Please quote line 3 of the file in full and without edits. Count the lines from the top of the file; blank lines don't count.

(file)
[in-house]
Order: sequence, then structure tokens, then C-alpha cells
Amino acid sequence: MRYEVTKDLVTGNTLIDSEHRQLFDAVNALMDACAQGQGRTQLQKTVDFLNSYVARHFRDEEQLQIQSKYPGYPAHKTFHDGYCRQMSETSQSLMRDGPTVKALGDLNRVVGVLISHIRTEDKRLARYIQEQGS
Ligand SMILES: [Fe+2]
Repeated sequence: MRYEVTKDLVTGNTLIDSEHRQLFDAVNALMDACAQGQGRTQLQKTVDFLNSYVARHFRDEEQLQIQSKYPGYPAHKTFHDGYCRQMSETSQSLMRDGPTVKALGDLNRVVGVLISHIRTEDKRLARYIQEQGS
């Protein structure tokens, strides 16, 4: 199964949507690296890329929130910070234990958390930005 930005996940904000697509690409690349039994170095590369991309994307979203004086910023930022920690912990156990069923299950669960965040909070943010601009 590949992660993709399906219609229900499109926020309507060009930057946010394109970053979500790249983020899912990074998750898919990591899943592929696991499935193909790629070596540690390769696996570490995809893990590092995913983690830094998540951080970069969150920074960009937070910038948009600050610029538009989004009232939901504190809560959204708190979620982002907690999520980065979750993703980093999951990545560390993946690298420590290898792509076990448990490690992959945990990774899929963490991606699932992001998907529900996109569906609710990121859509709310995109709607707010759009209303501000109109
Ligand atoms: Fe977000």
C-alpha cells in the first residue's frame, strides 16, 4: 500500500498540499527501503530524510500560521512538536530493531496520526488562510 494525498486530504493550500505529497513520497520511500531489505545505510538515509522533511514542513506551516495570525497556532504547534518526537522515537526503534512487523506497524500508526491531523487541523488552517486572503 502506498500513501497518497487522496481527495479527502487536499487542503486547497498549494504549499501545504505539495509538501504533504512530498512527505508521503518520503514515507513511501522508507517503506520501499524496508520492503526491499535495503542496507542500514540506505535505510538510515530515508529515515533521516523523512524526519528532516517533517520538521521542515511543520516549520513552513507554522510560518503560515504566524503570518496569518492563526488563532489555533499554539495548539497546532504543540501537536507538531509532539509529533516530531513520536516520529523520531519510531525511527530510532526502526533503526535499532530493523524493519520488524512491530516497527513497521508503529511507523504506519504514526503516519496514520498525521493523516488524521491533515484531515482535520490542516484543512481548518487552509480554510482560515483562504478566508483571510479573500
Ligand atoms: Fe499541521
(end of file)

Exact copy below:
Amino acid sequence: MRYEVTKDLVTGNTLIDSEHRQLFDAVNALMDACAQGQGRTQLQKTVDFLNSYVARHFRDEEQLQIQSKYPGYPAHKTFHDGYCRQMSETSQSLMRDGPTVKALGDLNRVVGVLISHIRTEDKRLARYIQEQGS